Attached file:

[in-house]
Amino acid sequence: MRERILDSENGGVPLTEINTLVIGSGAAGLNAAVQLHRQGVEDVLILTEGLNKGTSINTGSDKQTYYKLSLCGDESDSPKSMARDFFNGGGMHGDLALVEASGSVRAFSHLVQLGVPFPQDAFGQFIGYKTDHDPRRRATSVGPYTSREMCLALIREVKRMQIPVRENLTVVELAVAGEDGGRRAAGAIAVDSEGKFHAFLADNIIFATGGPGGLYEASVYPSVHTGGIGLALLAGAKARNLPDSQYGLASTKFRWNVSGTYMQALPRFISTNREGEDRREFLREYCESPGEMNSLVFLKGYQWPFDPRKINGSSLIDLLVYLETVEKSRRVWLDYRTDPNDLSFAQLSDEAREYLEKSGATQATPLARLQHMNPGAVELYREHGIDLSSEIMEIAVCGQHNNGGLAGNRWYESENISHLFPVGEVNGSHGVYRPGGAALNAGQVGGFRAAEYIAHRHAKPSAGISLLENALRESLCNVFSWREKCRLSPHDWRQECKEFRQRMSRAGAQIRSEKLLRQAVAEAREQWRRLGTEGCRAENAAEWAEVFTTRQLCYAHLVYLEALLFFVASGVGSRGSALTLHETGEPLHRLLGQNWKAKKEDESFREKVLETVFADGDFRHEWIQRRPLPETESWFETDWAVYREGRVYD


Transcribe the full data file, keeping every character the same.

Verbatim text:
[in-house]
Amino acid sequence: MRERILDSENGGVPLTEINTLVIGSGAAGLNAAVQLHRQGVEDVLILTEGLNKGTSINTGSDKQTYYKLSLCGDESDSPKSMARDFFNGGGMHGDLALVEASGSVRAFSHLVQLGVPFPQDAFGQFIGYKTDHDPRRRATSVGPYTSREMCLALIREVKRMQIPVRENLTVVELAVAGEDGGRRAAGAIAVDSEGKFHAFLADNIIFATGGPGGLYEASVYPSVHTGGIGLALLAGAKARNLPDSQYGLASTKFRWNVSGTYMQALPRFISTNREGEDRREFLREYCESPGEMNSLVFLKGYQWPFDPRKINGSSLIDLLVYLETVEKSRRVWLDYRTDPNDLSFAQLSDEAREYLEKSGATQATPLARLQHMNPGAVELYREHGIDLSSEIMEIAVCGQHNNGGLAGNRWYESENISHLFPVGEVNGSHGVYRPGGAALNAGQVGGFRAAEYIAHRHAKPSAGISLLENALRESLCNVFSWREKCRLSPHDWRQECKEFRQRMSRAGAQIRSEKLLRQAVAEAREQWRRLGTEGCRAENAAEWAEVFTTRQLCYAHLVYLEALLFFVASGVGSRGSALTLHETGEPLHRLLGQNWKAKKEDESFREKVLETVFADGDFRHEWIQRRPLPETESWFETDWAVYREGRVYD